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T-note Yield Shocks and Stock Returns

| | Posted in: Economic Indicators

A reader notes that many experts are focused on the recent sharp rise in the 10-year Treasury note (T-note) yield, often asserting that such large positive yield shocks are bad for stocks. He asks what the historical data say about the relationship between short-term shocks in T-note yield and future stock returns. Using daily closing T-note yields and daily closing prices for the S&P 500 index since the beginning of 1990, we find that:

To test the relationship, we calculate the change in T-note yield over the last 21 trading days (about one month). When T-note yields rise (fall) sharply, this change is relatively large in magnitude and positive (negative). For example, if the yield 21 trading days ago is 4%, and it is now 5%, the change in T-note yield is +25%. To avoid overlapping intervals, we select every 21st result, yielding a total of 208 independent 21-day trading periods. We then relate the selected data to changes in the S&P 500 index over the next 21 trading days. If positive shocks to the T-note yield are clearly bad for stocks, and negative shocks clearly good, a scatter plot of results should form a well-defined line sloping from the upper left quadrant to the lower right.

The following scatter plot depicts the results. Although the best-fit line slopes down to the right, the data does not tightly specify it. The Pearson correlation between the two series is -0.07, suggesting a very slight tendency for stocks to rise (fall) after T-note yields have fallen (risen). However, the R-squared statistic for the two series is just 0.0005, indicating that variation in T-note yields over the last 21 trading days explains less than 1% of the variation in stock returns over the next 21 trading days. This is not a tradable relationship.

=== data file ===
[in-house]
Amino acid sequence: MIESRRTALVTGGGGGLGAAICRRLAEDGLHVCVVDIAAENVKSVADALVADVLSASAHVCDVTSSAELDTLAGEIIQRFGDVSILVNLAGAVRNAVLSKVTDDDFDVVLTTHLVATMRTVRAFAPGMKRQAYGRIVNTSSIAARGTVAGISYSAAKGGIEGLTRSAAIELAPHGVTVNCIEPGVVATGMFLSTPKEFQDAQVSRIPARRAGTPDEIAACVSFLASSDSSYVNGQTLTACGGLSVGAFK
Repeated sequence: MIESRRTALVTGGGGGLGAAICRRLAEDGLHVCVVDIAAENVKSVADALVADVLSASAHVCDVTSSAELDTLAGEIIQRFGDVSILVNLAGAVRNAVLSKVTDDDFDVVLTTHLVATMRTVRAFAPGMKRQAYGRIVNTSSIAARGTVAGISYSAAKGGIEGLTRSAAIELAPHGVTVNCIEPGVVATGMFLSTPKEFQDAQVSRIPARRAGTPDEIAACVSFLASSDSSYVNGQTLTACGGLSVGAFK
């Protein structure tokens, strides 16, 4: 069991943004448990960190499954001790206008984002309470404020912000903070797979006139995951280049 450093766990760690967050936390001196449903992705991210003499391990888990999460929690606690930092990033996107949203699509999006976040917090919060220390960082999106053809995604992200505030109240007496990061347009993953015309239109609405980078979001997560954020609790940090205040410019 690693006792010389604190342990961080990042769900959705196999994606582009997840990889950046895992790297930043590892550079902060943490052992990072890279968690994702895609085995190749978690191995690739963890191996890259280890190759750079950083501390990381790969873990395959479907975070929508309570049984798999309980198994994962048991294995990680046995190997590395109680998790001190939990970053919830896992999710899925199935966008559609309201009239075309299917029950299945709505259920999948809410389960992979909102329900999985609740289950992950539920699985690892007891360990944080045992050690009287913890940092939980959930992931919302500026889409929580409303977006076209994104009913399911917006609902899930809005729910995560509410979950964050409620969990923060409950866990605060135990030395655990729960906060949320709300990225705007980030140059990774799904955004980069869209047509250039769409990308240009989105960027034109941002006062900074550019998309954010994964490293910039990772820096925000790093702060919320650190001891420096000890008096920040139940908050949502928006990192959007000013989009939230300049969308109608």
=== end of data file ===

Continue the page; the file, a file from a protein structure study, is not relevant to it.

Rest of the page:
Are there ranges (for example, the very highest or very lowest) of 21-day T-note yield shocks that reliably predict the next month’s stock returns?

To address this question, we construct an “ordered scatter plot” by ranking the 21-day changes in T-note yields from smallest (most negative) to largest (most positive) and again relating these changes to S&P 500 index returns for the next 21 trading days. The following chart shows the results. Visual inspection suggests a fairly uniform lack of relationship, but extremely negative T-note yield shocks (the largest 21-day drops in yield) look interesting.

Visual inspection can mislead. As quantitative tests, we examine the statistics for the top and bottom 20% and 10% of the T-note yield shock distribution.

The following table summarizes the extreme T-note yield stock statistics. The subsample sizes, especially for the 10% extremes, are small. A relatively few new data could therefore shift results substantially. Surprisingly, Pearson correlations are negative and average stock market returns are above the overall sample average for both the bottom 10% and the top 10% of T-note yield shocks. Average stock returns for the bottom (top) 20% of T-note yield shocks are about the same (a little lower than) the overall sample average. There are no remarkable stock return volatility behaviors for any of the subsamples. The variability of returns is fairly large compared to the differences in average returns between the subsamples and the overall sample.

The conventional wisdom regarding large positive T-note yield shocks (as defined here, the 10% largest positive monthly changes since the beginning of 1990) and stock returns is suspect.

In summary, there is practically no overall relationship between last-month change in T-note yields and next-month stock returns since the beginning of 1990. Extreme T-note yield shocks, negative and positive, may be bullish for stocks, but small subsample sizes greatly limit the reliability of this conclusion.

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